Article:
One of the toughest things I’ve found regarding my child’s school generally (from preschool on up) is making friends with the other parents. I have to face facts: I’m a bit of a malcontent, I barely have time for the friends I do have, and merely having children in the same class does not a meaningful friendship make. It always seemed contrived. Thus, at my kid’s public she attended until this year, I had no friends. And I didn’t care.
But this has changed direction upon her starting at the Mirman School. The school puts forth a concerted effort to get the parents together, and as resistant as I initially was, I’m glad about it. Recently, I attended a parent party just for her class.
When I received the evite, my first instinct was refusal. But I overruled that, since non-participation is always my first instinct. I tapped “yes” instead, and then viewed the Potluck Italian Dinner in Encino with a certain level of dread. Especially, (upon a more careful reading of the evite) when I discovered that parents were required to play “games.” Oh, god. I envisioned a bunch of Mensa members engaging in team level Sudoku late into the night. I am a math moron. This sounded bad.
All my fears turned out to be unfounded. The house in Encino was, by far, the best party house I’ve ever seen; the host and hostess were warm and fun. The food was good. The other parents were all surprisingly mellow; it’s been a very long time since I attended a party in L.A. at which no one discussed professions. And the talk of the kids was funny; no one bragged about their little genius. Indeed, many of the parents seemed puzzled to have such children. It was really refreshing. Sure, there were lulls in the conversation, but nothing overly uncomfortable. All in all, I’d get together with any of these people again.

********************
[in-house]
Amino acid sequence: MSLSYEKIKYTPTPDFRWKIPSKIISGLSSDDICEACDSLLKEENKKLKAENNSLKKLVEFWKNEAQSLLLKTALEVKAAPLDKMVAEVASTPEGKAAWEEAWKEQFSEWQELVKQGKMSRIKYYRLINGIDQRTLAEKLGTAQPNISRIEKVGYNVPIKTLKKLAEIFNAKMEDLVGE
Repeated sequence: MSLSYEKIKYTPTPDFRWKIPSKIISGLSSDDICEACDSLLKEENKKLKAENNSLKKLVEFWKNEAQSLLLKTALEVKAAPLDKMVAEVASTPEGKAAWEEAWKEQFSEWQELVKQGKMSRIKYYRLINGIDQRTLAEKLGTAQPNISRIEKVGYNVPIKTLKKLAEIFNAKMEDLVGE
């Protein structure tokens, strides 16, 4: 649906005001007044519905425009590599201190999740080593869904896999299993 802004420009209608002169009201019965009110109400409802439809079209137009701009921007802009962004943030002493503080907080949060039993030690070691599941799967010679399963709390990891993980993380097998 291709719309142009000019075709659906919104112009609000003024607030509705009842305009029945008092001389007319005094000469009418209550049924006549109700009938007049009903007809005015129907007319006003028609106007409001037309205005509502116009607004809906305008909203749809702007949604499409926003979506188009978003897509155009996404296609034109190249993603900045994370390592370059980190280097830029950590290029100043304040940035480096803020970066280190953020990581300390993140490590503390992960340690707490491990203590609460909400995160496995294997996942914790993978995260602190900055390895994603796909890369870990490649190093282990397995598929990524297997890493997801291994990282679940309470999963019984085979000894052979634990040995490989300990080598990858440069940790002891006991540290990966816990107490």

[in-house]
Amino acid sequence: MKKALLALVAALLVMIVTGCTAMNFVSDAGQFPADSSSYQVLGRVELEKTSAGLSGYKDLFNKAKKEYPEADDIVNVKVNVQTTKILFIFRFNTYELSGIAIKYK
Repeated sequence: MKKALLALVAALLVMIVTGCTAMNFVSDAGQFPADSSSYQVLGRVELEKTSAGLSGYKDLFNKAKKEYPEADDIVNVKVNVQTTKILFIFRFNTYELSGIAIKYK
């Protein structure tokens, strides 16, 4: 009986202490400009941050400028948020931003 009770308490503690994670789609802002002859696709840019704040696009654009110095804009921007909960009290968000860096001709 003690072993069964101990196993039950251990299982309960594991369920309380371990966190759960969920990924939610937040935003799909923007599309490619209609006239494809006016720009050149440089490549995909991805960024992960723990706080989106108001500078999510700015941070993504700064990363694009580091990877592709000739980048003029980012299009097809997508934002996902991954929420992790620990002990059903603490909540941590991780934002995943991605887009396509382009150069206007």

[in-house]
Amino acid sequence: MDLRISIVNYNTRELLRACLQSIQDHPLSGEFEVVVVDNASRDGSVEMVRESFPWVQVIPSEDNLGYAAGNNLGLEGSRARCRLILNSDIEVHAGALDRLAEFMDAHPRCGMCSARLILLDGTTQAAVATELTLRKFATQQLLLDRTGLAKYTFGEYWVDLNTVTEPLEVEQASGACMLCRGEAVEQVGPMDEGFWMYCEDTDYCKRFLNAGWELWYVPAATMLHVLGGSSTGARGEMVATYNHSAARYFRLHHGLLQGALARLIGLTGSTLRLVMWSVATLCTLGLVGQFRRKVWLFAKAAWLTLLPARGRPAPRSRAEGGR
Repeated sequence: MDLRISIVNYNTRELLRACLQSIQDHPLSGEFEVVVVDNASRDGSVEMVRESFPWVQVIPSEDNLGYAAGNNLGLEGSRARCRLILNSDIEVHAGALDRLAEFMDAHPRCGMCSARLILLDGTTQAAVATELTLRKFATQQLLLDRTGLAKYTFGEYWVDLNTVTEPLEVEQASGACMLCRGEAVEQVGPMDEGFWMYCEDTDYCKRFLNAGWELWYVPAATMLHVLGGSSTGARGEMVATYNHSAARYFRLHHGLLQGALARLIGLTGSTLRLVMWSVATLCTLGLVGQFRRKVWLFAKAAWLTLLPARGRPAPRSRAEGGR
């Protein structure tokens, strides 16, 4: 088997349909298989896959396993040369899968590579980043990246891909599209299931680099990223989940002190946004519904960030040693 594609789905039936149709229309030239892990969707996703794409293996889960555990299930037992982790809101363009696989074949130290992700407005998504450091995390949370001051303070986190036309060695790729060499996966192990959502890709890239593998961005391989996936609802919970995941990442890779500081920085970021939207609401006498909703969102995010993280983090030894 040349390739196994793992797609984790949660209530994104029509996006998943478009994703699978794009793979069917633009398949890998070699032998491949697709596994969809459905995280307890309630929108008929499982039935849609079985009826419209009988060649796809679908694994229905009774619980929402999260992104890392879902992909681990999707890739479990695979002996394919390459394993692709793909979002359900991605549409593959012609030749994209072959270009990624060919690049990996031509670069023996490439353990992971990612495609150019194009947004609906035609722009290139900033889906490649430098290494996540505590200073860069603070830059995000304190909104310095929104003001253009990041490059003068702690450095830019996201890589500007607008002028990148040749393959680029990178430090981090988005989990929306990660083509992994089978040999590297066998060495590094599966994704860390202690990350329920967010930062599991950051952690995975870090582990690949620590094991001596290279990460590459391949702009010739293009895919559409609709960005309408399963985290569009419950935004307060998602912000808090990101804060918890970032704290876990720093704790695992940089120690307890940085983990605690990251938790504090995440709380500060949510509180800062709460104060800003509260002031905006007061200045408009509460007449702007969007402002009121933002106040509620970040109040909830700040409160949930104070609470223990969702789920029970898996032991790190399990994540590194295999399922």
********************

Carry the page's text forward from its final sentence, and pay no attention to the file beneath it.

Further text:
And then there was the game-playing. A Minute to Win It, in two teams. The great thing about this game is that it has virtually nothing to do with either intelligence or physical prowess. It’s mostly about looking absurd. But since everyone played, it was a brilliant ice-breaker. People were laughing hysterically (the getting-the-Oreo-off-your-forehead-and-into-your-mouth-without-touching-it-with-your-hands task was really hilarious), and it sort of felt like a summer camp event. People left the party smiling and happy.
Were we all best buddies? No, of course not. But at least we all recognize each other, and can connect the parent with the child, if need be. Spending an evening with the class parents will now make working with them on various school events that much easier. It makes arranging play dates that much easier. And it’s just one more example of how, if you give the private school social scene a chance, it really can turn out well. Even for a curmudgeon like me.
Jenny Heitz has worked as a staff writer for Coast Weekly in Carmel, freelanced in the South Bay, and then switched to advertising copywriting. Her daughter started 4th grade at Mirman School this year. She previously attended 3rd St. Elementary School. Jenny has been published recently in the Daily News. She now writes about gift ideas and products on her blog, Find A Toad.